Shooting fallout prompts corporate response

An AR-15 style rifle sits on the counter by Craig Marshall as he assists a customer at Freddie Bear Sports sporting goods store on Dec. 17, 2012 in Tinley Park, Ill.

The Newtown, Conn., shooting has raised the question of whether the tragedy's impact will actually change the gun safety debate this time. It already has in some parts of corporate America.

After tragedies like the Newtown shooting, gun sales almost always spike, says Adam Winkler, author of "Gunfight: The Battle Over the Right to Bear Arms in America."

“One of the sad ironies is, historically, retailers do very well when we have high-profile shootings as gun owners worry that they won’t be able to buy those guns tomorrow,” he says.

The AR-15 assault rifle, used in the elementary school attack, is a big moneymaker. In fact, Winkler says, it’s “perhaps the most popular firearm on the market today.”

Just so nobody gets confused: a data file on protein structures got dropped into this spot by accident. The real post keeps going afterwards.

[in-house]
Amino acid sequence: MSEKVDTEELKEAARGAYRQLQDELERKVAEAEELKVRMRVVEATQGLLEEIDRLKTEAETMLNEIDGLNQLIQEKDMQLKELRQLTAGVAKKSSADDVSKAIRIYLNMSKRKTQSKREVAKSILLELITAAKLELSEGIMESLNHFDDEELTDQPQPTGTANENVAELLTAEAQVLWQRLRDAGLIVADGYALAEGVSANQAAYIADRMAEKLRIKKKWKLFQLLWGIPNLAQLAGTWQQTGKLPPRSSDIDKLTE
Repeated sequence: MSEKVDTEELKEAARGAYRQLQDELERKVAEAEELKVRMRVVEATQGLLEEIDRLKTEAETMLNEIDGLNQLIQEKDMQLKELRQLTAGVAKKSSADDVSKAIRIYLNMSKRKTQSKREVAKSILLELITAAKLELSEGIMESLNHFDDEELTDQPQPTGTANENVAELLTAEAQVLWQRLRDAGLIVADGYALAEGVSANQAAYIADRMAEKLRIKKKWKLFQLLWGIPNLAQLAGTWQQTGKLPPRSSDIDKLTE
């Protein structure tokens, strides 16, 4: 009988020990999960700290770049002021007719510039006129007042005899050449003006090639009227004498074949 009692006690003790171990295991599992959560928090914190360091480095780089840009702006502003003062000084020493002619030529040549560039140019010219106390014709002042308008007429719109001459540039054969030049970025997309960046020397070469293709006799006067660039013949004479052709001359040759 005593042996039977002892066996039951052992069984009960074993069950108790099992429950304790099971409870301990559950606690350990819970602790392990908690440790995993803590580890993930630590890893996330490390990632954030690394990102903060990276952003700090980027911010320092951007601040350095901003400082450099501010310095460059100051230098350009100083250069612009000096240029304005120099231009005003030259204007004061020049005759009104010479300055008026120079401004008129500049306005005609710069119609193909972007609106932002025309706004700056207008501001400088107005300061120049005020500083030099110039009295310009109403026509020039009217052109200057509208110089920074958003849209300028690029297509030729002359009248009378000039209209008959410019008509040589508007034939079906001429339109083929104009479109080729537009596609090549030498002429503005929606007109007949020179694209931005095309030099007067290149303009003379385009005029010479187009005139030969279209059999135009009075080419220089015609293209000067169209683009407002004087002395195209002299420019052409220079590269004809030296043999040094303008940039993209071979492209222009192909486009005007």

In spite of that, Dick’s Sporting Goods announced it is suspending the sale of some semi-automatic rifles. Walmart and other retailers have removed information about the AR15 from their websites. Jen Drexler, a retail consultant with Insight Strategy Group, says mainstream retailers have to consider consumer backlash.

“Dick’s Sporting Goods, that’s the place I got my kids’ soccer cleats and my kids are 6," she says. "And the thought they’re selling guns at the same place that sells cleats to my 6-year-old is just unacceptable.”

Investors are crying unacceptable, too. Private equity firm Cerberus said today it will sell one of its companies, Freedom Group, which makes the AR-15, after coming under pressure from its own investors. 

But are these just short-term reactions? Max Wolff, senior analyst at Greencrest Capital, says no. “I think we’re going to see a lasting effect here,” he says. “There is a bit of a feeling in the markets that this may be the pivotal moment when America gets much more serious about gun control.”

One test will be how soon retailers like Dick’s Sporting Goods and Walmart resume their previous gun sales and promotions.

About the author

Stacey Vanek Smith is a senior reporter for Marketplace, where she covers banking, consumer finance, housing and advertising.

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